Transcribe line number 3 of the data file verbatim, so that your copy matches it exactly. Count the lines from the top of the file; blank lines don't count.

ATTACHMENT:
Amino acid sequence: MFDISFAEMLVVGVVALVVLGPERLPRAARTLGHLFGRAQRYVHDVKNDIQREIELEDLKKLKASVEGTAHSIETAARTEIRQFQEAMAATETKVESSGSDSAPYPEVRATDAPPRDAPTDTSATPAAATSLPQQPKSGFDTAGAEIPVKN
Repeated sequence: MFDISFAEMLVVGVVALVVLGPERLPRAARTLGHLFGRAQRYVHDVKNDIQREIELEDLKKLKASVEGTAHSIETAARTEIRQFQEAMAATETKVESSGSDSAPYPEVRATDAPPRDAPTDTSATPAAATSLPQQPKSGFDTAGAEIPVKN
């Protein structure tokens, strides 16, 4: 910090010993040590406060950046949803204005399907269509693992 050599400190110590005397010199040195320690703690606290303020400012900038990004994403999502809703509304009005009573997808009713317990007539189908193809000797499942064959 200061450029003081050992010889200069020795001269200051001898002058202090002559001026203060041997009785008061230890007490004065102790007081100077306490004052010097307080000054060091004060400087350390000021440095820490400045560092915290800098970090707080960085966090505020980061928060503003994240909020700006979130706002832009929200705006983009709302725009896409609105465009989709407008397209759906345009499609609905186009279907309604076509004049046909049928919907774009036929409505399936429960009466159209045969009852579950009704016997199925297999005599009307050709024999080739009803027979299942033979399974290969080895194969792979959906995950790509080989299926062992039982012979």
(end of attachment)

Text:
């Protein structure tokens, strides 16, 4: 910090010993040590406060950046949803204005399907269509693992 050599400190110590005397010199040195320690703690606290303020400012900038990004994403999502809703509304009005009573997808009713317990007539189908193809000797499942064959 200061450029003081050992010889200069020795001269200051001898002058202090002559001026203060041997009785008061230890007490004065102790007081100077306490004052010097307080000054060091004060400087350390000021440095820490400045560092915290800098970090707080960085966090505020980061928060503003994240909020700006979130706002832009929200705006983009709302725009896409609105465009989709407008397209759906345009499609609905186009279907309604076509004049046909049928919907774009036929409505399936429960009466159209045969009852579950009704016997199925297999005599009307050709024999080739009803027979299942033979399974290969080895194969792979959906995950790509080989299926062992039982012979």